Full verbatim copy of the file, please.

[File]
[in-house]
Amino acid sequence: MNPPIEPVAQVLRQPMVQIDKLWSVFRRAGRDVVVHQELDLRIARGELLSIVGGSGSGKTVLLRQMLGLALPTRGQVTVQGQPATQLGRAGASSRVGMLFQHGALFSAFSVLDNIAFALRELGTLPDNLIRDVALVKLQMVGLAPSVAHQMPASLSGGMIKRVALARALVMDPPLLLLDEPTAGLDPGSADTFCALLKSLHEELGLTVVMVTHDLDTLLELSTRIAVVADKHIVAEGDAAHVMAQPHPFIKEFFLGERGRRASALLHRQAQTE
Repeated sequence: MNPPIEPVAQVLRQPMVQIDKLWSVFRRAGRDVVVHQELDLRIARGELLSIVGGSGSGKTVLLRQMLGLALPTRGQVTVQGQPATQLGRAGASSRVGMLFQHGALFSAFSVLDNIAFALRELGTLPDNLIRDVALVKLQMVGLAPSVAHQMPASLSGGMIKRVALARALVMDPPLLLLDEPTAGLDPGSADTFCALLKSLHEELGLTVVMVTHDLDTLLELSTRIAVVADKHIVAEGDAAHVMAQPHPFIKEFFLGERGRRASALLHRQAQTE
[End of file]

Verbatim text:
[in-house]
Amino acid sequence: MNPPIEPVAQVLRQPMVQIDKLWSVFRRAGRDVVVHQELDLRIARGELLSIVGGSGSGKTVLLRQMLGLALPTRGQVTVQGQPATQLGRAGASSRVGMLFQHGALFSAFSVLDNIAFALRELGTLPDNLIRDVALVKLQMVGLAPSVAHQMPASLSGGMIKRVALARALVMDPPLLLLDEPTAGLDPGSADTFCALLKSLHEELGLTVVMVTHDLDTLLELSTRIAVVADKHIVAEGDAAHVMAQPHPFIKEFFLGERGRRASALLHRQAQTE
Repeated sequence: MNPPIEPVAQVLRQPMVQIDKLWSVFRRAGRDVVVHQELDLRIARGELLSIVGGSGSGKTVLLRQMLGLALPTRGQVTVQGQPATQLGRAGASSRVGMLFQHGALFSAFSVLDNIAFALRELGTLPDNLIRDVALVKLQMVGLAPSVAHQMPASLSGGMIKRVALARALVMDPPLLLLDEPTAGLDPGSADTFCALLKSLHEELGLTVVMVTHDLDTLLELSTRIAVVADKHIVAEGDAAHVMAQPHPFIKEFFLGERGRRASALLHRQAQTE